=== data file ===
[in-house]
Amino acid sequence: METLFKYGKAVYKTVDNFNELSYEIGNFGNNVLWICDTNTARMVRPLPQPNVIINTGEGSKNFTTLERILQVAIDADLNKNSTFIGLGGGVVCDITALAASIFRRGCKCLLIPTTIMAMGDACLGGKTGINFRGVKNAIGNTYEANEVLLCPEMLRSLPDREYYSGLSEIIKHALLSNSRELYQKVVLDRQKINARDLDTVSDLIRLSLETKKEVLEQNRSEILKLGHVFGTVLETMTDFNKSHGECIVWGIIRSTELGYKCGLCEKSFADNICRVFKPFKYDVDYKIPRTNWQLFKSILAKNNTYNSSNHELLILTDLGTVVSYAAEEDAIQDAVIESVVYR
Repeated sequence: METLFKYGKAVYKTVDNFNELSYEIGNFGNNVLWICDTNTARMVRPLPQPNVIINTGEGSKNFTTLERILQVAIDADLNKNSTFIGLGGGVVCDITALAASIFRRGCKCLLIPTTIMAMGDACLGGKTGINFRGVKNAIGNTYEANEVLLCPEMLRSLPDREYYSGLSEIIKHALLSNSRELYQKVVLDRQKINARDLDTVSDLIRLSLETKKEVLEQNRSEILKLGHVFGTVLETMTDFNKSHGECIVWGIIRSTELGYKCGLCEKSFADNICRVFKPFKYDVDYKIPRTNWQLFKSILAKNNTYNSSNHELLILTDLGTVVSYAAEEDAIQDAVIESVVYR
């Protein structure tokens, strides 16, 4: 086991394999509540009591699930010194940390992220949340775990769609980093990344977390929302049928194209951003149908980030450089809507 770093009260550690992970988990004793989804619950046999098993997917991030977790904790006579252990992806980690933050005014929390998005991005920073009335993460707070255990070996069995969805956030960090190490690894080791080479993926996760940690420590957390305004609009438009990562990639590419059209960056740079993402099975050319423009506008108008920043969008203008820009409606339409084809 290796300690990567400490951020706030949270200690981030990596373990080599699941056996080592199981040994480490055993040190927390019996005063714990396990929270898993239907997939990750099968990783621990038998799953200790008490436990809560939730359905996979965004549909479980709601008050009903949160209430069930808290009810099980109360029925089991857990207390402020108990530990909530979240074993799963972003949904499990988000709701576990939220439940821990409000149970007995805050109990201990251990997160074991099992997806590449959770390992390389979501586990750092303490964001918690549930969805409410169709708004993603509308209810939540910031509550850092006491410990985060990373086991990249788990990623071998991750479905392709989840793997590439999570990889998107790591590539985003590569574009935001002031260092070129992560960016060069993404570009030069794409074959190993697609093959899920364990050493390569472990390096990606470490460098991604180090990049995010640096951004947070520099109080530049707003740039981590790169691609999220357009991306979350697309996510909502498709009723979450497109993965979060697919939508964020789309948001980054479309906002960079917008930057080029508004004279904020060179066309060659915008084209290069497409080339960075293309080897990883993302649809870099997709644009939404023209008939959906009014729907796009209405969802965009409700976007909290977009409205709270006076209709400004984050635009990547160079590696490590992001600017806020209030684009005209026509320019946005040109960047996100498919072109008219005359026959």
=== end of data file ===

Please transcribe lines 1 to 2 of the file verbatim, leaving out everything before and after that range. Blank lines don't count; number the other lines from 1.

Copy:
[in-house]
Amino acid sequence: METLFKYGKAVYKTVDNFNELSYEIGNFGNNVLWICDTNTARMVRPLPQPNVIINTGEGSKNFTTLERILQVAIDADLNKNSTFIGLGGGVVCDITALAASIFRRGCKCLLIPTTIMAMGDACLGGKTGINFRGVKNAIGNTYEANEVLLCPEMLRSLPDREYYSGLSEIIKHALLSNSRELYQKVVLDRQKINARDLDTVSDLIRLSLETKKEVLEQNRSEILKLGHVFGTVLETMTDFNKSHGECIVWGIIRSTELGYKCGLCEKSFADNICRVFKPFKYDVDYKIPRTNWQLFKSILAKNNTYNSSNHELLILTDLGTVVSYAAEEDAIQDAVIESVVYR